One on One with a Joomla student coder

Aaron Schmitz will create Google APIs for Joomla websites

The popular open source content management system Joomla is tapping some young talent for upgrades to its core software. Eighteen-year-old Aaron Schmitz, a rising Junior at the University of Minnesota, is heading up one of the premier Joomla projects as part of Google's (NASDAQ: GOOG) Summer of Code program--needless to say, it's a far cry from working at the pool or a summer camp.

Schmitz will be creating a Google application programming interface, or API, to integrate Google services such as Google Maps and webmaster tools into Joomla-powered websites. FierceContentManagement sat down with Schmitz to discuss the Joomla project and the Summer of Code program. (Interview responses have been edited for clarity and length.)

FierceContentManagement: Have you started working on the Joomla project yet?

Aaron Schmitz: Officially, the coding period started on May 21, but I've been working with Joomla over the past month or month and a half.

FCM: To prepare?

AS: Yes.

FCM: What's the structure of the Summer of Code program? Do students participate remotely? How were you accepted into the program?

AS: Summer of Code is all remote. Different organizations apply to Google to be part of Google Summer of Code. I don't remember how many applications they had--I think hundreds of organizations applied. And then, maybe 80 of those organizations were accepted.

Students can apply to work at one or more organizations, and then they're either accepted for the summer or they're not accepted. So, specifically for Joomla, there were upwards of 50 applications and there were eight students who were accepted this year.

FCM: Why did you want to work with Joomla?

AS: So, I love developing in PHP, so that narrowed it down quite a bit. I think there were maybe, roughly 10 organizations that work largely with PHP. And I've used the Joomla CMS in the past for managing a few websites, so I was familiar with Joomla and its software that I've used before. It's well-written and I love to work with it. Joomla's amazing because, last I heard, it powers 2.7 or close to 3 percent of all the websites on the Internet.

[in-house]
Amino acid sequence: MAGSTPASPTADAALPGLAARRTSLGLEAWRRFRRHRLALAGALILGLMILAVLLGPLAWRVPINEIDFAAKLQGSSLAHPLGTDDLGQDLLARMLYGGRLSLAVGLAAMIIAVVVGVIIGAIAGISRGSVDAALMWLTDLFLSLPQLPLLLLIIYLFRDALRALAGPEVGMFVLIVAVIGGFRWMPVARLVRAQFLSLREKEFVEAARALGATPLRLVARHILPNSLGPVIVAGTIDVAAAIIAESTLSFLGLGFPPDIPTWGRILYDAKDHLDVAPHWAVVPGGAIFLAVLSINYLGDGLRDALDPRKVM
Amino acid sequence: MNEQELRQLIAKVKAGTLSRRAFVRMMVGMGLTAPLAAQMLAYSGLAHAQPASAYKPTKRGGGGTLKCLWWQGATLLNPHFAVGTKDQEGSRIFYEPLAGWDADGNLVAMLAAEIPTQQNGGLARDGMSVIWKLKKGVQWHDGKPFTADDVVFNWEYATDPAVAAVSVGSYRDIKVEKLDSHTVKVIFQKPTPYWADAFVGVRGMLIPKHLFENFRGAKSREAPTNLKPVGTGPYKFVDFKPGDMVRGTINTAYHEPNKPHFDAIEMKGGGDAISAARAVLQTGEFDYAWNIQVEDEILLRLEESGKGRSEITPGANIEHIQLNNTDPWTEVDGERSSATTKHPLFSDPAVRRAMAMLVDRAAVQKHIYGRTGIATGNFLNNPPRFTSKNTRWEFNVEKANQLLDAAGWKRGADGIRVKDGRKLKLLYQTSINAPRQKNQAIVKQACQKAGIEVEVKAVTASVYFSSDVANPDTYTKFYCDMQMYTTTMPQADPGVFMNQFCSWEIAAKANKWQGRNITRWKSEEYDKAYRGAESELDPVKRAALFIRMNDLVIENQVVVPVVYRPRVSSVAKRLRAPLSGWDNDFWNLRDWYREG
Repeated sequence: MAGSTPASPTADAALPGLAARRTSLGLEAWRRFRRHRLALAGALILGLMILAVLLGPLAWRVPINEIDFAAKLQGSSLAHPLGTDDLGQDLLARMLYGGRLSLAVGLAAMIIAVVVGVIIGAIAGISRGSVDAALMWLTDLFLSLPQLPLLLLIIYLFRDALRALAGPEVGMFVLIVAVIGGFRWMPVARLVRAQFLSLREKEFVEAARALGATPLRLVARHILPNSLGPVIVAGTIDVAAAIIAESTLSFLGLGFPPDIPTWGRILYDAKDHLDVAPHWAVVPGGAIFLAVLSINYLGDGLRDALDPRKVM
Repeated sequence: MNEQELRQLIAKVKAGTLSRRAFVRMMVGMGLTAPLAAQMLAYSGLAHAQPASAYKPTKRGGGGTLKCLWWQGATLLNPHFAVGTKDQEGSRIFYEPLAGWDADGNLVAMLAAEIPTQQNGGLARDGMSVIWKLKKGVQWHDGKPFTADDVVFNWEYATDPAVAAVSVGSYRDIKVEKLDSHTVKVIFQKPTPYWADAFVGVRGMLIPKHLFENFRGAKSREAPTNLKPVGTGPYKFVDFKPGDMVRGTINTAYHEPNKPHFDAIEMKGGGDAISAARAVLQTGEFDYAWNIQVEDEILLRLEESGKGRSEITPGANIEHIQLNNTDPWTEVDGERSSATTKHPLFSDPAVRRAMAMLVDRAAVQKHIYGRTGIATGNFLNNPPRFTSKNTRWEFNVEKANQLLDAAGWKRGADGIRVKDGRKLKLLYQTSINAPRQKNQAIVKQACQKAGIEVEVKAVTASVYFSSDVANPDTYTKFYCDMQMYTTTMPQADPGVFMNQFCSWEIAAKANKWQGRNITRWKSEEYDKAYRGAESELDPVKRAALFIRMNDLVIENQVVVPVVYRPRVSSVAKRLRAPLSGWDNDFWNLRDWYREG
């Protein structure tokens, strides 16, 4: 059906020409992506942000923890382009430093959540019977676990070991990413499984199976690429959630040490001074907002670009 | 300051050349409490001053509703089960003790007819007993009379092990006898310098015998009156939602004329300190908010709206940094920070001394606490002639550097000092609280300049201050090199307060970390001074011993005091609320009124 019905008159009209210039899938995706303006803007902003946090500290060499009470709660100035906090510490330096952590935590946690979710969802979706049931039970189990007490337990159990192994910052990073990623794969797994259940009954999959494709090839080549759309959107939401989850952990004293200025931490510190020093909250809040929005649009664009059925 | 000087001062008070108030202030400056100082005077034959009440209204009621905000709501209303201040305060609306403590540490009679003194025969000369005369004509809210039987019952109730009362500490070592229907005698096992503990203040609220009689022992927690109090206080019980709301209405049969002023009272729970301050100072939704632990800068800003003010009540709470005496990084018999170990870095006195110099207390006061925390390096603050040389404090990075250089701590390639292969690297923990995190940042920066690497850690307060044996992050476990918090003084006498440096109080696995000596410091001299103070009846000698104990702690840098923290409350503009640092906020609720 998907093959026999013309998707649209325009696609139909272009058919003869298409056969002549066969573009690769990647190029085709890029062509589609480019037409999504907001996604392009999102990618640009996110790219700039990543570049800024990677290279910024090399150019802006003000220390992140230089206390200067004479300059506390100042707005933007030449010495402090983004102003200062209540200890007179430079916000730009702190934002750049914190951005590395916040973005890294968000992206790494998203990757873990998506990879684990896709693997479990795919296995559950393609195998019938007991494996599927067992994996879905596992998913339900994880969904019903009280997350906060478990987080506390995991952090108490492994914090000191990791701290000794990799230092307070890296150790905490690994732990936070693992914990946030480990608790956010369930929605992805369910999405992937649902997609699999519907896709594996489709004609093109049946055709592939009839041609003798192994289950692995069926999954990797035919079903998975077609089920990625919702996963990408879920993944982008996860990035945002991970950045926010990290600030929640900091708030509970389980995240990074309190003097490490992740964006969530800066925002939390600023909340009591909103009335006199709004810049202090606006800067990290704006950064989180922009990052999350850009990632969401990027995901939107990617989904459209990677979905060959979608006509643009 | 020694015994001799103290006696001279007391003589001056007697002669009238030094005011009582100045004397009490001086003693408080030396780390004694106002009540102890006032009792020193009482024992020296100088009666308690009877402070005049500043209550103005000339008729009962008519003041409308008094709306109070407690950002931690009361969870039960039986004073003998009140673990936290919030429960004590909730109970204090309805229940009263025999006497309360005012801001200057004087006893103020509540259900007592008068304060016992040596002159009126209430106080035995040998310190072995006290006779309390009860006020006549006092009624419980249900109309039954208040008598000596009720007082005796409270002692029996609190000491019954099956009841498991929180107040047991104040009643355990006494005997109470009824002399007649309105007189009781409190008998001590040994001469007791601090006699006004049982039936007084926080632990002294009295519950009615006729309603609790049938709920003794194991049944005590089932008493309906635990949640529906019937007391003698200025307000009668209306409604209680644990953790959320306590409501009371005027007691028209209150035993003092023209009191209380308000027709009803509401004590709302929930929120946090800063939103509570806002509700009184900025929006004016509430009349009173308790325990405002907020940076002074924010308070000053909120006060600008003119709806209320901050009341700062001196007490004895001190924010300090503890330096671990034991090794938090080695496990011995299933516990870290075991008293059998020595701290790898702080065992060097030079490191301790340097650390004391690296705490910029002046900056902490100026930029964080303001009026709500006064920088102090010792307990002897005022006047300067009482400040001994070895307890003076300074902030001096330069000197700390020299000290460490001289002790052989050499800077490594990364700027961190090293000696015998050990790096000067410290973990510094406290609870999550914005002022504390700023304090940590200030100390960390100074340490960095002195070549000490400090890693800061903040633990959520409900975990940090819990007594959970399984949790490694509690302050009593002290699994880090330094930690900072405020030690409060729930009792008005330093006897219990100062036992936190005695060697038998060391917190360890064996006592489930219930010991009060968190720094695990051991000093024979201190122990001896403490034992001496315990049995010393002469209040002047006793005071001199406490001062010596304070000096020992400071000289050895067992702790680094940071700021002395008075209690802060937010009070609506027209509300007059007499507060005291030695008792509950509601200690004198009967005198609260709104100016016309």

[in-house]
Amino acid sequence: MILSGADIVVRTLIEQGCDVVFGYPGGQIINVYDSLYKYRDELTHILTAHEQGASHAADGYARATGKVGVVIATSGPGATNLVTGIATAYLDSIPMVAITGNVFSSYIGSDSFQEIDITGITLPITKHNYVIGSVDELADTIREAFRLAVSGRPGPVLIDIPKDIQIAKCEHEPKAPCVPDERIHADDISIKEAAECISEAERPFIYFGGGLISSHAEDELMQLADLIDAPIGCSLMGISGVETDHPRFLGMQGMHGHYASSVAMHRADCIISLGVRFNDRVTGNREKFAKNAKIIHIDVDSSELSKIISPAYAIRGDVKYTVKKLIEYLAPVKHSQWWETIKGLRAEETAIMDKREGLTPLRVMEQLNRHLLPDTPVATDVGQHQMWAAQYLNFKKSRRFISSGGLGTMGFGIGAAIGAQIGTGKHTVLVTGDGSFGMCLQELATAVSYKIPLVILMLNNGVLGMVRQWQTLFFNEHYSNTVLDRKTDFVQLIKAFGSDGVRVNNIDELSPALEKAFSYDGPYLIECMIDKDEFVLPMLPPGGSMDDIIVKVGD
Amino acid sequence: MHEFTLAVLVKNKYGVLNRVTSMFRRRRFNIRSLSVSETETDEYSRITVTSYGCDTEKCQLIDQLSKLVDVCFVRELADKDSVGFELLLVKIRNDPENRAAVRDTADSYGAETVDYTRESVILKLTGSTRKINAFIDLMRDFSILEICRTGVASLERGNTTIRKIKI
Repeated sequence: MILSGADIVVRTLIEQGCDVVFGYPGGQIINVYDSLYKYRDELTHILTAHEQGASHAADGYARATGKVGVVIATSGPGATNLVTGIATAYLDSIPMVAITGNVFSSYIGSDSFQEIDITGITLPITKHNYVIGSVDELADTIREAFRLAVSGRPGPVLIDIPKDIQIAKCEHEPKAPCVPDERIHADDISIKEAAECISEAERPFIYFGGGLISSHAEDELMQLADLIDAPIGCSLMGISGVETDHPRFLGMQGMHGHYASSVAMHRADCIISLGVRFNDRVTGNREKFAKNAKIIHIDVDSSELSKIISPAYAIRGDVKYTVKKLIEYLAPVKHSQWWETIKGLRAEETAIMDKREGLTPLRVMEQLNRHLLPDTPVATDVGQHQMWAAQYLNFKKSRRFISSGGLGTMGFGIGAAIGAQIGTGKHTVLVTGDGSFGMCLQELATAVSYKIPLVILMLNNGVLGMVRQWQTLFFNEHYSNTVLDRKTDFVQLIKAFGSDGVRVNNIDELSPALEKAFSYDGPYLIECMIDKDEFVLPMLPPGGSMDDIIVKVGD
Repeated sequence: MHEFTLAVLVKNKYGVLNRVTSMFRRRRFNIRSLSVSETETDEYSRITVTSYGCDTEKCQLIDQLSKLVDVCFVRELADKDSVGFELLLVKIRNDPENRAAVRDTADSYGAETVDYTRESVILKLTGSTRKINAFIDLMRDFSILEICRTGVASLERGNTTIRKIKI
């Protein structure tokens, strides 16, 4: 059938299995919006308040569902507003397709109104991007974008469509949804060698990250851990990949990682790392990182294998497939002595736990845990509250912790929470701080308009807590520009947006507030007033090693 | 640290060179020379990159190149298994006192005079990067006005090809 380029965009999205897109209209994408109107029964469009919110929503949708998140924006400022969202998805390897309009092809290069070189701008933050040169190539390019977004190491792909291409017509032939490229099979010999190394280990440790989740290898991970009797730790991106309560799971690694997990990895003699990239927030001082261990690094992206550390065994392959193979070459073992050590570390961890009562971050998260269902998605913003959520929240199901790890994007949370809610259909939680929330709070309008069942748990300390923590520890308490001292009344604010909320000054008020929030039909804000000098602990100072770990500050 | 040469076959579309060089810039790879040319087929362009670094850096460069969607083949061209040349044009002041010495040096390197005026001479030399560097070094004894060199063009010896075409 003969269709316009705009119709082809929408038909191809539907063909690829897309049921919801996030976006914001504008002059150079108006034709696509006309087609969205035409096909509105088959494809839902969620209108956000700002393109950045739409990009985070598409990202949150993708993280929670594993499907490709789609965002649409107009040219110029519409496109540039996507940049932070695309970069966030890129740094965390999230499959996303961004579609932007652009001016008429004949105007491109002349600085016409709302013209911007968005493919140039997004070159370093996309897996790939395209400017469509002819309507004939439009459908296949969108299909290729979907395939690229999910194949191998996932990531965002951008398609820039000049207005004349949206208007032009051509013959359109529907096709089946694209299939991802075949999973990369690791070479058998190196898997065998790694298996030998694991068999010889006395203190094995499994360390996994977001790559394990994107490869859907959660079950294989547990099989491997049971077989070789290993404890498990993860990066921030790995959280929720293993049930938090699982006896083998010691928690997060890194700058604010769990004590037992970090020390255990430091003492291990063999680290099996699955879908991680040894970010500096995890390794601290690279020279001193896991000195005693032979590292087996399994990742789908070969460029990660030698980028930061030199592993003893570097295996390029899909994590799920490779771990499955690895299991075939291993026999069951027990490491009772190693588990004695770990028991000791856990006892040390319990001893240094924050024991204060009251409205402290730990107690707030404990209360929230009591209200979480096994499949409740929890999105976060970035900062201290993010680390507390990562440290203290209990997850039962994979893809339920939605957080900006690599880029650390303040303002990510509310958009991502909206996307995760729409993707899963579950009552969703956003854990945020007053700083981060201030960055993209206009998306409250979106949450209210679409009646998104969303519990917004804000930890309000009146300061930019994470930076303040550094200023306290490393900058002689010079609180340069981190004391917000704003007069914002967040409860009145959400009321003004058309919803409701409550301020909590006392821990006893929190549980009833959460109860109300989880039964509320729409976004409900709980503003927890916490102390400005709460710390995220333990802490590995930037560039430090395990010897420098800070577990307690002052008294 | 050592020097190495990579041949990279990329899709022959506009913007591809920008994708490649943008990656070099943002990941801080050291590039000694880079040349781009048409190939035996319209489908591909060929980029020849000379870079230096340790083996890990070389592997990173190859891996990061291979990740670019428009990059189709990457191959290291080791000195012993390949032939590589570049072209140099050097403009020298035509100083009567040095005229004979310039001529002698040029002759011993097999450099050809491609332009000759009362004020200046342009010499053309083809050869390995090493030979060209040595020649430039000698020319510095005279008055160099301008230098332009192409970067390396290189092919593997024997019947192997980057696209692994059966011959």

FCM: You're going to be working on a Google API, can you tell me a bit about that?

AS: Joomla's split between two distinct software packages. The first is the Joomla platform, which is a lot of code and code that's useful for developers and developers looking to build their own applications. And built on top of the Joomla platform is the Joomla CMS, which is a content management system for, essentially, building websites and hosting blogs and that sort of thing.

So, what I'm working on is a package for the Joomla platform that will be used largely by other developers and then subsequently included in the CMS for plugins and that sort of thing that are designed to work on the CMS.

My package will interface with different Google APIs to perform tasks but it will make them easier for developers. One thing it will do is make it a simple, one-line call to output code for Google Analytics, so you can easily inject that into your website and load Google Analytics' JavaScript.

FCM: Given that the platform eventually feeds updates to the CMS, do you have any idea how long the process will be--by the time your project is done Aug. 24 and when actual CMS users will see this feature, based on your work?

AS: I don't have a good feel for how long that would take because once the coding process ends on the 24th, then all the people from the Joomla platform have to go through and make sure that the code is good and include it in the Joomla platform.

And then after that the Joomla CMS would have to release the next major update with the latest version of the Joomla platform. So, I don't know how long that will take.

During the last month, month and a half I've had the opportunity to do smaller things like bug fixes that are already committed into the latest version of the Joomla platform and will be committed into the Joomla CMS as soon as that updates.

For more:
- see a press release on the project

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